This provision contains three separate agreements: The first is an agreement to arbitrate any disputes that arise from or are based on the Design Agreement. The second is a choice of law agreement selecting Washington law to govern disputes under the Design Agreement. And the final agreement is a forum selection clause naming King County, Washington as the appropriate venue for any legal action.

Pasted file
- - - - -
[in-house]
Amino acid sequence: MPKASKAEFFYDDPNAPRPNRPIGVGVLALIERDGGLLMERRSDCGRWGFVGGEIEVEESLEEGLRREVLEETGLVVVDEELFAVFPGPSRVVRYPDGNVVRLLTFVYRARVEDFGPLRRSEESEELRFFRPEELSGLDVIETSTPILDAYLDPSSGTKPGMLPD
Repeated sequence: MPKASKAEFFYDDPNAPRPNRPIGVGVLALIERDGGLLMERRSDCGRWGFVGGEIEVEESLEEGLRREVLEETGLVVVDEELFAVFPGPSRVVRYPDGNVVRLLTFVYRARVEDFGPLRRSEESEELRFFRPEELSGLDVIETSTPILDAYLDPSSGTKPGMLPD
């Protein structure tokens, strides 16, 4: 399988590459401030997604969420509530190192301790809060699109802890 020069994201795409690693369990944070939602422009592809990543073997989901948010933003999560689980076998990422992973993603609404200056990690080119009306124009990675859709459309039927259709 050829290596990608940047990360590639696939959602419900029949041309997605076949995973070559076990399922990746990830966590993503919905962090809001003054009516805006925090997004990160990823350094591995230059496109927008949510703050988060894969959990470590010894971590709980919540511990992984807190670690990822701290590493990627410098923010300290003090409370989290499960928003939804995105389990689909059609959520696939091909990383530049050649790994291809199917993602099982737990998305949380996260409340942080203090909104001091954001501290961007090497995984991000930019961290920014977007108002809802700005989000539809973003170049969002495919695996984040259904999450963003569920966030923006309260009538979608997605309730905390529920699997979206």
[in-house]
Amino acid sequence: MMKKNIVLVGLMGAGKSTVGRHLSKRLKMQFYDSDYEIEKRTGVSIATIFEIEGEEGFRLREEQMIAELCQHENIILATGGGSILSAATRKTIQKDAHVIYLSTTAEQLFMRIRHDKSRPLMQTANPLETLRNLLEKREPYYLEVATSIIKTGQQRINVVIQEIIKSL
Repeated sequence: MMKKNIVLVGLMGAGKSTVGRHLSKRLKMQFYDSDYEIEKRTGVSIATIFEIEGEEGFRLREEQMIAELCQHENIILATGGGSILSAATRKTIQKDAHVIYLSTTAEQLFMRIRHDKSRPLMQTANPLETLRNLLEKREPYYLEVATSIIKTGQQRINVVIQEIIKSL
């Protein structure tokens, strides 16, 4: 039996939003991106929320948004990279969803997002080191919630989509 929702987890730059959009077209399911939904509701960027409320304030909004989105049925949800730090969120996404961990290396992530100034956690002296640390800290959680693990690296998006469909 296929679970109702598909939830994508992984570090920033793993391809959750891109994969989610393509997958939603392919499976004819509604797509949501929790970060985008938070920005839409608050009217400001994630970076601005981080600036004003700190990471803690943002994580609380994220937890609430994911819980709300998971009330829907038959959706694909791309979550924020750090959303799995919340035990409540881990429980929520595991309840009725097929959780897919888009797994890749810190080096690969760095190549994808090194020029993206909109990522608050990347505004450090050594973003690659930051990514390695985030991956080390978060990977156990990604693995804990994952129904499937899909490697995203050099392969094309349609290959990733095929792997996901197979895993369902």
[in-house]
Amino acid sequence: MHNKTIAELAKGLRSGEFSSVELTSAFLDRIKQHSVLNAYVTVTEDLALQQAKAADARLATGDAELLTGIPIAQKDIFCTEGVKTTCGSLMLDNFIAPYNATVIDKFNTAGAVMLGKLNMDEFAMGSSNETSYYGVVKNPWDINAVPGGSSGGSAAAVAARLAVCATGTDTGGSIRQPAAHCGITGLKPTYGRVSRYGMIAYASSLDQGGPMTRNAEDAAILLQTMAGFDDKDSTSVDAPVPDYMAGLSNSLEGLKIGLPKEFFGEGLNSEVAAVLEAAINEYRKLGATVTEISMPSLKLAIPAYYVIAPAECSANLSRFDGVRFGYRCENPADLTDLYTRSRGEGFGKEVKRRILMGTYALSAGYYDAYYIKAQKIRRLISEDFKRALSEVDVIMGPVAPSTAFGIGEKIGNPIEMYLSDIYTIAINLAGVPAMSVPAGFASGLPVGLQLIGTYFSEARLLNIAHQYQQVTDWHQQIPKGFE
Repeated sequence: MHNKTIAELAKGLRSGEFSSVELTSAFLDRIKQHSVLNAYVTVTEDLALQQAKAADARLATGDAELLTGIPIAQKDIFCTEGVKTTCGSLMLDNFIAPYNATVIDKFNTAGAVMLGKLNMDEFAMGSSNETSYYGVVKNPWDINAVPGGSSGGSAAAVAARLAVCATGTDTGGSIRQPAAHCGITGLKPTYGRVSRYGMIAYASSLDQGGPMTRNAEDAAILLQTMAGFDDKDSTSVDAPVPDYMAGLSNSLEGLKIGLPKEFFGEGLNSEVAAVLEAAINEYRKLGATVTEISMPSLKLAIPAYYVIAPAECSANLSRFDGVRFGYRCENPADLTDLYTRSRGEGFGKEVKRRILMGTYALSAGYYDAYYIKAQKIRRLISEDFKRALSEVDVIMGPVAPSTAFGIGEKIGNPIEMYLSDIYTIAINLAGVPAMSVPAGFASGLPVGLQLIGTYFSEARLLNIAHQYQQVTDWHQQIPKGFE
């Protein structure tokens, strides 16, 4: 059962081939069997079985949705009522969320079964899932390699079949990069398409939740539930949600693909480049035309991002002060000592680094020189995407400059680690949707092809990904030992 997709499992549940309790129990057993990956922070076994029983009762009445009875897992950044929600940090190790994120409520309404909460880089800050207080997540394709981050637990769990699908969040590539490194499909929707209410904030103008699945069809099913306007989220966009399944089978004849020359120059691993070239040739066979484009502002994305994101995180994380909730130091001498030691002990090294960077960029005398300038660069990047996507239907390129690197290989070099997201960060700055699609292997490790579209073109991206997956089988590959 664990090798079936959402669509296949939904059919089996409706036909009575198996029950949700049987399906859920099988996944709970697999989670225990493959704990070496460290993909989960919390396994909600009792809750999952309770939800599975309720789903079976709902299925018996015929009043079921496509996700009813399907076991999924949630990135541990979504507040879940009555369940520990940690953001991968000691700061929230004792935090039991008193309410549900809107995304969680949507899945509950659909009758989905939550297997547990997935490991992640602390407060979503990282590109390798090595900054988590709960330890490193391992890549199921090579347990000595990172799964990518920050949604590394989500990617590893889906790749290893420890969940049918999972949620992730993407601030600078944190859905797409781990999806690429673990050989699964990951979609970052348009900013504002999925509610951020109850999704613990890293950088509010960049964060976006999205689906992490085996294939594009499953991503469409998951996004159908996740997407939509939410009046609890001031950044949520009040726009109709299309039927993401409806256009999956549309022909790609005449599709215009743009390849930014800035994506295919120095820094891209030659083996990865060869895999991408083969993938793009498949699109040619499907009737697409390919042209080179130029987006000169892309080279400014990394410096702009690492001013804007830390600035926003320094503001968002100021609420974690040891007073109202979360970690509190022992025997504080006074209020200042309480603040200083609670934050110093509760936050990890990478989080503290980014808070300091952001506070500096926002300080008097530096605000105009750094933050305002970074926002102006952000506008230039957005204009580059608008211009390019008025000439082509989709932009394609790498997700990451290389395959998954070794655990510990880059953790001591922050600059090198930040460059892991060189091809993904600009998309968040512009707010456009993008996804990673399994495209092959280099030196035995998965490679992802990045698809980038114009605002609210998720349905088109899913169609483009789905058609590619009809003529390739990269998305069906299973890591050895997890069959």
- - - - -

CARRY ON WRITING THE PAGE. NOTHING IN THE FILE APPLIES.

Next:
Initially, the court must determine the governing legal framework. Aspen cites Allen v. Lloyd's of London, 94 F.3d 923 (4th Cir. 1996), and Rice v. BellSouth Adver. Publ'g Corp., 240 F. Supp. 2d 526 (W.D.N.C. 2002), and argues that traditional forum selection clause jurisprudence applies. See Pl.'s Mem. in Opp'n to Def.'s Mot. to Dismiss 4-5. Moreover, Aspen contends that the forum selection clause is not dispositive, and that it merits little weight because it is unreasonable. See id. at 4 — 7; Allen, 94 F.3d at 928 ("But the presumption of enforceability that forum selection and choice of law provisions enjoy is not absolute and, therefore, may be overcome by a clear showing that they are unreasonable under the circumstances." (quotation omitted)); Rice, 240 F. Supp. 2d at 528 ("But, [forum selection clauses] should not be given dispositive weight. . . . The party opposing the transfer can overcome the presumption in favor of enforcing the forum selection clause by showing that the clause is unreasonable [under federal law].").